The Secret Untapped Market of Assisted Living

Knowing that we cannot turn back time — at least in this day and age — growing old is inevitable. So, how would you feel about investing in your future retirement before you reach that point in your life?  Investing in retirement means more than securing a large IRA. It means putting that hard earned savings to work.
cup of coffee

Growing your savings within the assisted living sandbox will help you reach your retirement goals faster and with ease.

The first members of our Boomer Generation started turning 65 in 2011.  A report released by The Pew Research Center found that over the course of the next 19 years, Boomers will account for 79 million retirees, which equates to over one-fourth of the total U.S. population. Research also shows that every day about 4,000 retirees will be turning 85 and an average of 70 percent of those seniors will need roughly 3.5 years of assistance for daily living. In 2005, the assisted living industry was worth $139 billion. By 2020, it is projected to reach $207.3 billion. Assisted living services and nursing homes will account for more than two-thirds of revenue.

The growing industry of assisted living creates great opportunities for investors, as well as for those that require special services. Most people are willing to pay whatever it takes to remain in their comfort zones. Assisted living provides such care as semi-independent living, transportation and, best of all, peer-to-peer relations.  Additionally, the opportunity for investors to take part in this industry is phenomenal. Currently, operating a small assisted living facility can have a potential gross income of more than $300,000 in its infancy.

You might be asking: “What is the difference between an assisted living facility and a nursing home?”  Sure, they both offer the same benefits: taking care of loved ones. But nursing homes are more like hospitals, designed to focus on those that cannot function independently.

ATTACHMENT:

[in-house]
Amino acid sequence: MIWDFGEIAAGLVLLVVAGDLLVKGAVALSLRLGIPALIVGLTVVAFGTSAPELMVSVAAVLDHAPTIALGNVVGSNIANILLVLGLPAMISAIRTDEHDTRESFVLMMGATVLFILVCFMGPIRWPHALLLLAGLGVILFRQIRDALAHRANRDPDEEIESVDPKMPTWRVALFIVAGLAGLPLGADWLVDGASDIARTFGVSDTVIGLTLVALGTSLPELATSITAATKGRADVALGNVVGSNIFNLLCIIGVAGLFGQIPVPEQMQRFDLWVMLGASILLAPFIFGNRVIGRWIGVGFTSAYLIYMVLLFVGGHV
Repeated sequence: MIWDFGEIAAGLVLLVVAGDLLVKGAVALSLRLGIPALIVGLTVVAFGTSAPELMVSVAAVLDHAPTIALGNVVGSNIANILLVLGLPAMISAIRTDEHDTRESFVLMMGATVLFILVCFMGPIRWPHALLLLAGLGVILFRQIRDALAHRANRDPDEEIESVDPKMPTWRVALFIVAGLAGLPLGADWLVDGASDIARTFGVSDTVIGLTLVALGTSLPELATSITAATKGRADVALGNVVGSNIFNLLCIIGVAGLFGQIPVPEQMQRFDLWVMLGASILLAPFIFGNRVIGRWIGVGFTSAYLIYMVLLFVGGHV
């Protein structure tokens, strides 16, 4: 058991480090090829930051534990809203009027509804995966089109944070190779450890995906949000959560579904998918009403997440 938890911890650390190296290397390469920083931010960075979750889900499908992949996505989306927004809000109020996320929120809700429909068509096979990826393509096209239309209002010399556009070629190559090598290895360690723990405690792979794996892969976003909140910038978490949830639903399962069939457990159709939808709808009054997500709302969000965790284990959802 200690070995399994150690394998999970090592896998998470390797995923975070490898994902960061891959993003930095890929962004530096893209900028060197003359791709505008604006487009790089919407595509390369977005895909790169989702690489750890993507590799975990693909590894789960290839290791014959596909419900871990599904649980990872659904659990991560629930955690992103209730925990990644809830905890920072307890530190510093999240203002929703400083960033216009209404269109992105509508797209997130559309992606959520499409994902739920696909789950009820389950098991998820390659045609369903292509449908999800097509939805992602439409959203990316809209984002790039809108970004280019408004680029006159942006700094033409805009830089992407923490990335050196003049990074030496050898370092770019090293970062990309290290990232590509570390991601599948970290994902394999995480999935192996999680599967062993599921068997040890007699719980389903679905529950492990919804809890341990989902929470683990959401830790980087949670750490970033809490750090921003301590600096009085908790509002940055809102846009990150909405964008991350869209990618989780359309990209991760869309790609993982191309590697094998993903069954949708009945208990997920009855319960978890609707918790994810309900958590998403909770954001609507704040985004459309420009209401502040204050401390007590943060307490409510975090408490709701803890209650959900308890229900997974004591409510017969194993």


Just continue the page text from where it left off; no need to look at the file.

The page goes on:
Assisted living facilities focus more on helping elders enjoy their lives and independence. Not to mention, rental rates at assisted living facilities are generally lower than nursing homes because they do not provide the comprehensive care that nursing homes are permitted to manage.

So, what does this mean for an individual looking to invest in an assisted living facility?

It means that it’s a great time to capitalize on this growing market. With the improvements in technology and science, people are living longer and shying away from traditional retirement facilities.

residential assisted living retirees

Assisted living facilities allow retirees in reasonable shape to socialize and maintain their independence with minimal supervision. The untapped market is “not” the retirees themselves, but their children. In most cases, the children are the first to recognize when a family member(s) can no longer live without assistance. The willingness to seek help completely changes the dynamics of assisted care. This affords the industry further expansion and larger investment opportunities.

Growing your investments within the assisted living industry is likely to propel an investor’s portfolio to new heights, creating new opportunities and stable incomes.  This industry is growing rapidly and will continue to grow over the next 20 years.  Do not hesitate to invest in this revolutionary opportunity.